Whistler’s Old and Ancient Tree Map
June, 2019 saw the release of the long-anticipated Old and Ancient Tree Map of Whistler. In this map, explorers (locals and visitors alike) can follow pre-planned paths or choose their own route to see a selection of the ancient (uncut) trees around the Whistler valley. From the oldest tree (at over 1200 years old!) to groves of Douglas First or Cedars, map users can learn about when each site’s trees started growing, what their history was like (have they ever been in a forest fire?), and much more.
Get your map today at Armchair Books in Whistler Village
Step Back Into Ancient Whistler
Whistler is on the eastern edge of the Pacific Northwest’s magnificent temperate rain forest, an ecosystem that is globally significant for the antiquity of its forests, for its unique species, and as a carbon sink that helps slow climate change.
Logging and urban development have removed vast areas of forest at lower elevations. Pockets of spectacular old and ancient trees nonetheless remain throughout the Whistler area. Whether you are travelling by foot, bike or vehicle, you can use this map to explore the oldest, most charismatic, and most accessible ancient trees in Whistler.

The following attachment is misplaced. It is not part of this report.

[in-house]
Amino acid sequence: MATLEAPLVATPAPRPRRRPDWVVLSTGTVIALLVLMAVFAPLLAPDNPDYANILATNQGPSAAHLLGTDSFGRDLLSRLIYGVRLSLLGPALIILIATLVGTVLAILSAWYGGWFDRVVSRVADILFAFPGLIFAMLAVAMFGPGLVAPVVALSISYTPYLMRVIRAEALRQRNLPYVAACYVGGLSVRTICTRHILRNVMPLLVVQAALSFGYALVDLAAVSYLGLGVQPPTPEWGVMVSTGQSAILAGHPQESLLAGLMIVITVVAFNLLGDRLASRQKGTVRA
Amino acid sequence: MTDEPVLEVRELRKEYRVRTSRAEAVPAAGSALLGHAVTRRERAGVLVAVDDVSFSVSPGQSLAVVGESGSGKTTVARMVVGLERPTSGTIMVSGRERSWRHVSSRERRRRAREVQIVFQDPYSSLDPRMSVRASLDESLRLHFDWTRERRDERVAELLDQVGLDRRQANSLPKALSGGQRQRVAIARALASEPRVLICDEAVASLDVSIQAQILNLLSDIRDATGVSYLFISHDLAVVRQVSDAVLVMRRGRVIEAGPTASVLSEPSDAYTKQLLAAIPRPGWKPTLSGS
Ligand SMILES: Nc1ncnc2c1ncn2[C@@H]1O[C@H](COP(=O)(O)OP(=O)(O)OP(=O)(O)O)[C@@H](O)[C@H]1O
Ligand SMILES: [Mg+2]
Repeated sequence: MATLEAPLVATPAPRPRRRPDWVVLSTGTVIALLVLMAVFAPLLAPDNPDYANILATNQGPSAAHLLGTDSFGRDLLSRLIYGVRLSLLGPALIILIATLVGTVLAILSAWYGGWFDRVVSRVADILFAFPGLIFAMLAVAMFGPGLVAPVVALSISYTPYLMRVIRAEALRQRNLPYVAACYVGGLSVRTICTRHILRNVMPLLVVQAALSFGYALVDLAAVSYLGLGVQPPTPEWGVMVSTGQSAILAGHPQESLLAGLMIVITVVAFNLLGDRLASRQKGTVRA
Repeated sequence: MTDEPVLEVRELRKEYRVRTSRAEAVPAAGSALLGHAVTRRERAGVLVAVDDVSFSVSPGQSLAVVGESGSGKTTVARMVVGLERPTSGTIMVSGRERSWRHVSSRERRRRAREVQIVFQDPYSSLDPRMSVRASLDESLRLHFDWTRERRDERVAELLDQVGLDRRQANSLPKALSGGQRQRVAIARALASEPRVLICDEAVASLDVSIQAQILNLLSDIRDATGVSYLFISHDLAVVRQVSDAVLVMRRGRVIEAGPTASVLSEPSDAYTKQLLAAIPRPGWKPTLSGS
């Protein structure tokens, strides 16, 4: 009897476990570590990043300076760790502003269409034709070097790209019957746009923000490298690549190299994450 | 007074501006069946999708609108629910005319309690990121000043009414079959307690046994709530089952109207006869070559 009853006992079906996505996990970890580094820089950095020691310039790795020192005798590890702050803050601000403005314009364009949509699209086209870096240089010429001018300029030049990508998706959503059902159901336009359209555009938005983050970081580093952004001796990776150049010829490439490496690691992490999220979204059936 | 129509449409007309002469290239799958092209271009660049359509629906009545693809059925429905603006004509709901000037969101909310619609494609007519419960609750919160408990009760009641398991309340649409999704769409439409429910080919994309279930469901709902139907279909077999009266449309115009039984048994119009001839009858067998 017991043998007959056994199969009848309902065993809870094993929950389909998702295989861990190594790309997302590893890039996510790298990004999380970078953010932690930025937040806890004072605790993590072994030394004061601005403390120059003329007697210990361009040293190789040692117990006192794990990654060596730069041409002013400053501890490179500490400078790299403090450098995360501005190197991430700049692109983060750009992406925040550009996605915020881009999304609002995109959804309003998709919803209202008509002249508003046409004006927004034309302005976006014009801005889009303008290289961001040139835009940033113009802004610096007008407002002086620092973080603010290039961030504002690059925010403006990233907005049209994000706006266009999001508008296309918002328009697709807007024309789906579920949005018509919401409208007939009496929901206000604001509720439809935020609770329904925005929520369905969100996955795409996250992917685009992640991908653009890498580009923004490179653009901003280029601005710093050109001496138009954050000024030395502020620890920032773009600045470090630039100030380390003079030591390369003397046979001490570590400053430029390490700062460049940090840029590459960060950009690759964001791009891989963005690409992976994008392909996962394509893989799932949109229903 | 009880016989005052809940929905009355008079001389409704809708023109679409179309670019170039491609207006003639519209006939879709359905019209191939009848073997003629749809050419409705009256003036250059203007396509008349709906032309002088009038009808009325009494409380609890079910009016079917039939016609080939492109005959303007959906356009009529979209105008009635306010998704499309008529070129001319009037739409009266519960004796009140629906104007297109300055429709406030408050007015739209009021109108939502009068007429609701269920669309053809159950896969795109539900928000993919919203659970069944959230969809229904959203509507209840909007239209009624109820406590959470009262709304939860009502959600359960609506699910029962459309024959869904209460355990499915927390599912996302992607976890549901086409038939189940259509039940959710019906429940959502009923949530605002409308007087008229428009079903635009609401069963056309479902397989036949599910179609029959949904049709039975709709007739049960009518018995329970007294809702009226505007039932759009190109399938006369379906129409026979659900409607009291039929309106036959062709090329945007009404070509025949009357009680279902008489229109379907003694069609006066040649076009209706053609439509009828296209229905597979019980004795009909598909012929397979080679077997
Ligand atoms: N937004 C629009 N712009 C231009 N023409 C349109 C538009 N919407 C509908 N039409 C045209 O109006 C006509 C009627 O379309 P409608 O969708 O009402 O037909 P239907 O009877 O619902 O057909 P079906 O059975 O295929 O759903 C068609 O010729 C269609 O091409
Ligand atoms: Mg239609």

Coring trees around Whistler has shown that our surrounding forests are home to trees that are 600, 800 and in some areas over 1000 years old. Whistler’s oldest documented living tree was found as part of the 2014 phase of tree coring projects, a 1200+ year old yellow cedar found in the Callaghan Valley.
About This Project
The information on the map comes from over a decade of tree coring by Snowline Ecological Research and AWARE. Almost 1,000 trees from the Whistler area were cored and this map is the first complete compilation of that data.
This map project is to highlight original (uncut) old forests in a time when they have become increasingly rare. Logging and development have reduced low-elevation forests to a small fraction of their original extent and these human pressures continue to threaten our remaining old forest.
Tree coring, analysis, photos and content: Bob Brett
Project management and editing: Claire Ruddy
Project Assistants: Adrien Baudouin, Don Brett, Kristina Swerhun, Lori Daniels & UBC team, Meesh Berthoud, Stephanie Redmond, Max Tougas, Melanie Tardif, Murray Dee, and Rob Leblanc
Thank you to our project sponsors: